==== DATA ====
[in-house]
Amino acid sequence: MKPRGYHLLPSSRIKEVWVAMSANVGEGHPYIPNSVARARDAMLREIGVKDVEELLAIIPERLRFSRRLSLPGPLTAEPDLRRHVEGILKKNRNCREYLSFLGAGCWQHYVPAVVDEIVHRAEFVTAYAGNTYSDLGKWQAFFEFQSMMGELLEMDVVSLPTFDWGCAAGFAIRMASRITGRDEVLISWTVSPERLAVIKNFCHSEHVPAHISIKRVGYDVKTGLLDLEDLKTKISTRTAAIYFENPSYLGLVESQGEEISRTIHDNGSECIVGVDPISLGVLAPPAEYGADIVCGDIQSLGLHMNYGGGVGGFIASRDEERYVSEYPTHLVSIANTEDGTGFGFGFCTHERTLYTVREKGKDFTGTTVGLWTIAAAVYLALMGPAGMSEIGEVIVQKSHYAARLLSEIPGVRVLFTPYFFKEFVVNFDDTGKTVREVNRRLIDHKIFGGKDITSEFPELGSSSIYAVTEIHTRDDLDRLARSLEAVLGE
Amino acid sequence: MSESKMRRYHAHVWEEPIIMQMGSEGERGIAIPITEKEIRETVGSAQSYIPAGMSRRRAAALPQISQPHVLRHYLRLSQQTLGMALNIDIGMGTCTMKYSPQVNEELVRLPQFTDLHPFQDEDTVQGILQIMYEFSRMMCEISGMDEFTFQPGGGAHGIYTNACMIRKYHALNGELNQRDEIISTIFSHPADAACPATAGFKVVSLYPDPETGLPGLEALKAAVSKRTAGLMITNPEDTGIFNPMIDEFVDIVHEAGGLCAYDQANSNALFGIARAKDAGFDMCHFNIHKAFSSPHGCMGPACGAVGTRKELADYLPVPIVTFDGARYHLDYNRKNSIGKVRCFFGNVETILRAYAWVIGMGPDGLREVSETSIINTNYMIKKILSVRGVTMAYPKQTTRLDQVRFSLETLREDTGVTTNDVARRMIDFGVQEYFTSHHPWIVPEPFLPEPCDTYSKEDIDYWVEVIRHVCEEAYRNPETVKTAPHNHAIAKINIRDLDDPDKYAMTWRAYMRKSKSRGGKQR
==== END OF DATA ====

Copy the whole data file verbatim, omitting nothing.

[in-house]
Amino acid sequence: MKPRGYHLLPSSRIKEVWVAMSANVGEGHPYIPNSVARARDAMLREIGVKDVEELLAIIPERLRFSRRLSLPGPLTAEPDLRRHVEGILKKNRNCREYLSFLGAGCWQHYVPAVVDEIVHRAEFVTAYAGNTYSDLGKWQAFFEFQSMMGELLEMDVVSLPTFDWGCAAGFAIRMASRITGRDEVLISWTVSPERLAVIKNFCHSEHVPAHISIKRVGYDVKTGLLDLEDLKTKISTRTAAIYFENPSYLGLVESQGEEISRTIHDNGSECIVGVDPISLGVLAPPAEYGADIVCGDIQSLGLHMNYGGGVGGFIASRDEERYVSEYPTHLVSIANTEDGTGFGFGFCTHERTLYTVREKGKDFTGTTVGLWTIAAAVYLALMGPAGMSEIGEVIVQKSHYAARLLSEIPGVRVLFTPYFFKEFVVNFDDTGKTVREVNRRLIDHKIFGGKDITSEFPELGSSSIYAVTEIHTRDDLDRLARSLEAVLGE
Amino acid sequence: MSESKMRRYHAHVWEEPIIMQMGSEGERGIAIPITEKEIRETVGSAQSYIPAGMSRRRAAALPQISQPHVLRHYLRLSQQTLGMALNIDIGMGTCTMKYSPQVNEELVRLPQFTDLHPFQDEDTVQGILQIMYEFSRMMCEISGMDEFTFQPGGGAHGIYTNACMIRKYHALNGELNQRDEIISTIFSHPADAACPATAGFKVVSLYPDPETGLPGLEALKAAVSKRTAGLMITNPEDTGIFNPMIDEFVDIVHEAGGLCAYDQANSNALFGIARAKDAGFDMCHFNIHKAFSSPHGCMGPACGAVGTRKELADYLPVPIVTFDGARYHLDYNRKNSIGKVRCFFGNVETILRAYAWVIGMGPDGLREVSETSIINTNYMIKKILSVRGVTMAYPKQTTRLDQVRFSLETLREDTGVTTNDVARRMIDFGVQEYFTSHHPWIVPEPFLPEPCDTYSKEDIDYWVEVIRHVCEEAYRNPETVKTAPHNHAIAKINIRDLDDPDKYAMTWRAYMRKSKSRGGKQR